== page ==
According to Spin magazine's list of the top 125 albums of the last 25 years, the most influential album since 1986/1987 is U2's Achtung Baby. The editors sat around a table and decided that. The list serves the purpose that most lists of that nature serve: to create debate. The goal is not agreement but incredulity. And discussion. So you didn't find Achtung Baby the correct choice? Well what did you think should top the poll? Or maybe you agreed completely - Achtung for the win. Well how come? Why?
I take these lists with a grain of salt - and I expect you to as well. A glance at the list (I linked to it above) shows plenty of worthy albums in the top 25. But there's some rubbish too. Good to see Husker Du way up there. And Outkast. Positive to see PJ Harvey in the top 10 - and fair I think. But maybe you don't think so. And of course there are albums that just have to be in this list even if you don't like them. I doubt few would argue that Appetite for Destruction and Nevermind and The Queen Is Dead and Sign O' the Times and Daydream Nation are all worthy of their high placing. Same with Jay-Z's The Blueprint and Nas' Illmatic and De La Soul's 3 Feet High and Rising. Even if you don't like hip-hop at all it would be absurd to not acknowledge it when talking about music from the last 25 years. I'd argue that it's been the most innovative and influential genre across the last 25 years.
It was also nice to see The Chills feature on the list. A little pang of national pride seeing that; The Chills are a great band, one of our best, and here they are (and deservedly I think) with an album on this list. Good stuff.
Even seeing Moby on the list didn't bother me - it's a fact that his Play album did big business and created a mini-fad. It was, briefly, a revelation.
But I was baffled that Achtung Baby was number one on this list. I'd be happy enough with it to be included but I doubt it deserves to be in the top 50.
I was a U2 fan. We all make mistakes. I can look past that now. I can rest easy, enjoying The Unforgettable Fire and (once a year) The Joshua Tree. But I don't believe that Achtung Baby is the most influential album of the last quarter-century. I can't condone that. I don't want to live in a world where that's the case. We live in that sort of world and next thing we'll have albums like the new one from Coldplay. Wait a second...
I know it's ridiculously hard for us to all agree on, well, anything let alone something like this.
So here's what I want us to do today. We each state the album that we hold as personally responsible for being the most influential on our own listening tastes across the last 25 years. The album has to have been released in the last 25 years. And it has to be the single album you consider the most influential on you, the album that helped shape your listening tastes, that maybe informed your own songwriting, or certainly pointed you to other great music.
What is your number one in your list of most influential albums from the past 25 years?
I expect to see plenty of artists that are not in the top positions on Spin's list. The Stone Roses for one. Maybe LCD Soundsystem also. Come to think of it where's Portishead?
As for me, well here goes.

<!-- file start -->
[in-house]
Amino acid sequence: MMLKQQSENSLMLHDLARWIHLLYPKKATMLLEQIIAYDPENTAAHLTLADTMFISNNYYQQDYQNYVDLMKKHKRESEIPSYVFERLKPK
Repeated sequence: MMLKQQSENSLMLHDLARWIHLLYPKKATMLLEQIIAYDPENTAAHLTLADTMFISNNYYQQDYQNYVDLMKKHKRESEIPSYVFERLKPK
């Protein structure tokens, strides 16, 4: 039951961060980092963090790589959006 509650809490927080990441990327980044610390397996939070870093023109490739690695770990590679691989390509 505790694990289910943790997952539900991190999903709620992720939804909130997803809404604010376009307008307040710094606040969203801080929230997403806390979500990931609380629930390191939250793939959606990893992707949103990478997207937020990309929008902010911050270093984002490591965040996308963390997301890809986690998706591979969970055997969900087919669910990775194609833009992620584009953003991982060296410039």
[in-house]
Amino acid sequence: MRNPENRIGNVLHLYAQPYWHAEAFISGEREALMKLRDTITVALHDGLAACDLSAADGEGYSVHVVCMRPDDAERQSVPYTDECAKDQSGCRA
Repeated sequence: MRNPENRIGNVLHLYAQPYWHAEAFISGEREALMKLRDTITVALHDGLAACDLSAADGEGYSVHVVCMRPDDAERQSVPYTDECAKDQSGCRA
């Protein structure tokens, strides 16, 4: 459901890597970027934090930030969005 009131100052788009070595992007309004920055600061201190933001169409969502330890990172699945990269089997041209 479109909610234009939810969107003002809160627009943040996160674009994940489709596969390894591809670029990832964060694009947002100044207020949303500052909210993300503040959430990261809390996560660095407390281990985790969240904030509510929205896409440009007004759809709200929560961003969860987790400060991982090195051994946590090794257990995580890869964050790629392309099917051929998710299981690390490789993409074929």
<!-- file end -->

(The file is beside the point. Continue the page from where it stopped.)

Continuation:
Previously I have raved about Appetite for Destruction - and it would feature in the top 10 albums for me, probably in my top five. It had a huge impression on me. As did several of the albums on that Spin list.
But I want to pick something that is not on Spin's list - at least not in the top spots (I haven't scanned the whole list to see if this album figured in some place. I'm going to guess that it didn't).
My pick is Introducing the Hardline According to Terence Trent D'Arby, the debut album by Terence Trent D'Arby.
His second album was so bad that it didn't matter that albums three and four were really quite good. He was done. Finished. His giant ego didn't help. And now he records and tours under the name Sananda Maitreya. None of that matters - because that first album blew me away. And it sent me all over the place - back to Sam Cooke and Smokey Robinson, I was already a Prince fan but it had me contemplating the comparisons and relistening to Prince. But, most important, it was the first time I really connected with something on my own terms and got inside the album.
My mum bought the record and I just fell for it instantly - here's my memory of the record (I still have the copy of the LP my mum bought back when it was released).
I copied the lyrics, handwrote them. I memorised the credits, I had to know everything about this. I was obsessed with the sound of the album. I loved his voice. The playing. The writing. I could hear old soul and funk; I could hear blues and gospel. I could hear the pop sounds of the day.
This album made me inquisitive. It made me want to explore more music - and not just music from the person who created it.
But, most important, this album made me happy. So exquisitely filled with joy. I know that there's no way this album deserves to be in the top spot of a list of albums from the last 25 years. Because I know not everyone (and maybe not anyone) had the experience I had with it.
But this album deserves to be number one on my list. This album was so crucial to me as part of my journey with music. One that continues to this day and every day. And on for many years I hope.
So what would be number one on your list and why?
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